It seems to me that my contemporaries and I knew so much more when we were growing up than do my grandchildren and their friends. I mean general knowledge -- history, politics, the complicaations of life.
Of course we didn't have TV or Xbox or Ipads or Iphones or computers. We had radio but the average set wasn't on five hours a day. And you had to imagine. So we read. And we frequented libraries rather than Apple stores.
If you were Jewish, as I was and am, you were aware in the thirties of the growing threat of Hitler to your people. At home, anti-Semitism was something you lived with. The three private schools I went to all had Jewish quotas - Riverdale Country Day, Phillips Academy Andover, Yale College. In many hotels, Jews could not book a room.
Far worse if you were black. Out the train window going to Florida I saw separate restrooms for white and colored. We knew about the klu klux klan and lynchings. A little later, still in my teens in World War II, I learned that blacks served mainly as valets to white officers.
So I'm not claiming that ours was a better world. Far from it. Just that we knew more, that we were more aware. The games we played were mostly outside. Yes, we still have little leagues and soccer moms. Thank God we do!
Did we have more events? The crash of the Hindenburg, the kidnaping of the Lindbergh baby, the abdication of Edward VIII, the 1936 Olympics in Berlin, the depression with its long bread lines and the closing of the banks.
My grandchildren have 9/11, bombs at the Boston Marathon, the election of the first black president.
We had World War II.
I've gone astray. The point is that we read more because we had fewer distractions and more to contemplate. My grandchildren -- through Google -- have the world at their fingertips. We had more of our world in our heads. At 12, we knew Ted Williams and we also knew Cordell Hull, Harry Hopkins and Winston Churchill. My grandchildren know A-Rod and Lebron James.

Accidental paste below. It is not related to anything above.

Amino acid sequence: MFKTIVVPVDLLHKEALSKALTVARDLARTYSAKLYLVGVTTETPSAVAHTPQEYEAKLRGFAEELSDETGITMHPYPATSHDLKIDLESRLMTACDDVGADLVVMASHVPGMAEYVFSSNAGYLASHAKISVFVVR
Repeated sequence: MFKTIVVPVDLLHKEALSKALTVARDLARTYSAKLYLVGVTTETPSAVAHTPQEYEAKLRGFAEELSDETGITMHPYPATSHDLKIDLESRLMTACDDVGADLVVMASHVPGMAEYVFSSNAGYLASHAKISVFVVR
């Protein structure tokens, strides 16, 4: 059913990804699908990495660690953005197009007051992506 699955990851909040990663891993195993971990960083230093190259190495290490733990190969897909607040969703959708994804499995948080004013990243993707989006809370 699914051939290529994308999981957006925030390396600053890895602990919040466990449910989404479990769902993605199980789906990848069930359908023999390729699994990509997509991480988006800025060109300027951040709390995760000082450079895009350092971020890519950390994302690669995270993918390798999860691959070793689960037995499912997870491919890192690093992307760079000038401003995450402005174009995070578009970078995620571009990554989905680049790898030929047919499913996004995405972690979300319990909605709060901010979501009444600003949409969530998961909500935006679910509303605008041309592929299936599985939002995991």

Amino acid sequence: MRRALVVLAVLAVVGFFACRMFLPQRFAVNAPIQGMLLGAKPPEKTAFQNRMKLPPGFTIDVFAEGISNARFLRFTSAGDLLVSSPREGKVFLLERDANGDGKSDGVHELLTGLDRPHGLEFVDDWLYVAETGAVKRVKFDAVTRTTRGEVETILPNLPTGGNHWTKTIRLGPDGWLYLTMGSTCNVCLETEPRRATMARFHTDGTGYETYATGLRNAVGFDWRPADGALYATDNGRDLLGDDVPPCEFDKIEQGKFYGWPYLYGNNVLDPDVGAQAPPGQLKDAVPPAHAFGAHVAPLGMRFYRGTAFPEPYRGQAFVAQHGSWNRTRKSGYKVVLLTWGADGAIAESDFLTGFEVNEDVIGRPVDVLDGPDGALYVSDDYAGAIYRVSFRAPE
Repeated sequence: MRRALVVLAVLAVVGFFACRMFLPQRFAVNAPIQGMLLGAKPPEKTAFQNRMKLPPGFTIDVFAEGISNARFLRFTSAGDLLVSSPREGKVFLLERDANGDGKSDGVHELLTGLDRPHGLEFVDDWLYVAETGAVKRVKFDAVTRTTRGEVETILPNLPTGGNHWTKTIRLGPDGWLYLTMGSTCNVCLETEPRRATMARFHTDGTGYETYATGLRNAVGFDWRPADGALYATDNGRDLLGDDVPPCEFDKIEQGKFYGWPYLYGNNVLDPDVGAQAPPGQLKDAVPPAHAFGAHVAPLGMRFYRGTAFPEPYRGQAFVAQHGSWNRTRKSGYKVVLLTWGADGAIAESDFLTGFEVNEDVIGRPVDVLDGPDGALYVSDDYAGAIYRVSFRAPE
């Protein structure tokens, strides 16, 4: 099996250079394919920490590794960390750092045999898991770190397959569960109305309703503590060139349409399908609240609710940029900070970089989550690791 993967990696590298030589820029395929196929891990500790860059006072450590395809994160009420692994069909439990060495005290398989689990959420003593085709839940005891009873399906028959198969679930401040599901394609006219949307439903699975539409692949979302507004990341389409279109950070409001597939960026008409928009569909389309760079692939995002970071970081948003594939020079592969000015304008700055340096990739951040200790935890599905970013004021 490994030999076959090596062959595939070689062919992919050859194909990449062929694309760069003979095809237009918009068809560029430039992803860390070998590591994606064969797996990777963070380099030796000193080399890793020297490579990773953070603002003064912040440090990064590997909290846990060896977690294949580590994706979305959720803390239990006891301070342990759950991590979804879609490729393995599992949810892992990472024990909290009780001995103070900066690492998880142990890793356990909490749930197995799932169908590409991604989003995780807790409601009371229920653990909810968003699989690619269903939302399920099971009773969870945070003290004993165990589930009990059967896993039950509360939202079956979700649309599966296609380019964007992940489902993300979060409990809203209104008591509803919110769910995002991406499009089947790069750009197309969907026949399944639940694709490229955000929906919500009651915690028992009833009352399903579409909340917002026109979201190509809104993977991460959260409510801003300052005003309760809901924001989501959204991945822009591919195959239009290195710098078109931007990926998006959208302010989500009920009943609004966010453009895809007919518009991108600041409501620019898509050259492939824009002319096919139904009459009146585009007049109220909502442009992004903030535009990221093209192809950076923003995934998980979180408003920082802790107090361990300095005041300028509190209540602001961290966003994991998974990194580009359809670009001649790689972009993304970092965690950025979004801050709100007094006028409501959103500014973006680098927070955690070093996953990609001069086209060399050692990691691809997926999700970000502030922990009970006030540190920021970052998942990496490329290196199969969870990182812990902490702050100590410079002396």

Different times. That's all.
A majority of our readers said the younger generation needs to learn manners, "because they sure don't seem to learn it at home!" wrote Huff/Post50 fan Carmen Brandes.
Basic car maintenance was one thing our readers said younger people need to learn.
Readers said they thought home economics should be brought back to schools to teach today's children "practical life skills" such as cooking.
Personal accounting came up as a lesson young people need to learn.
We're living in a truly global world these days, meaning everyone should get familiar with the countries around the world (not to mention the states).
Bringing back recess would be a way to combat childhood obesity, wrote one Huff/Post50 fan.
Calculators exist on every phone, and computers do all of our basic math for us, from the checkout lines at your local grocery store to Amazon. "Using their heads to solve math problems and not computerized devices," would be a great skill to learn, wrote Huff/Post50 fan Barbara Hoppenfeld.
Tying shoes came up as a skill for today's children to learn.
"Teaching cursive handwriting isn't time especially well spent, but working on other grapho-motor skills and control, like formal drawing, and graphic representation, might serve children better," wrote Huff/Post50 Facebook fan Angel Johnson .
Similar to bringing back recess to lower childhood obesity, one reader advocated for a return to old school physical education. "We had extreme calistenics (sic) [and] workouts," wrote Vicki Morgan Melton. "Everyone was in good shape."
"OMG, I'll TTYL, G2G, byeeeeee!!!!!" With text lingo surpassing proper grammar and punctuation, teaching children and teens the importance of correct English was second to manners.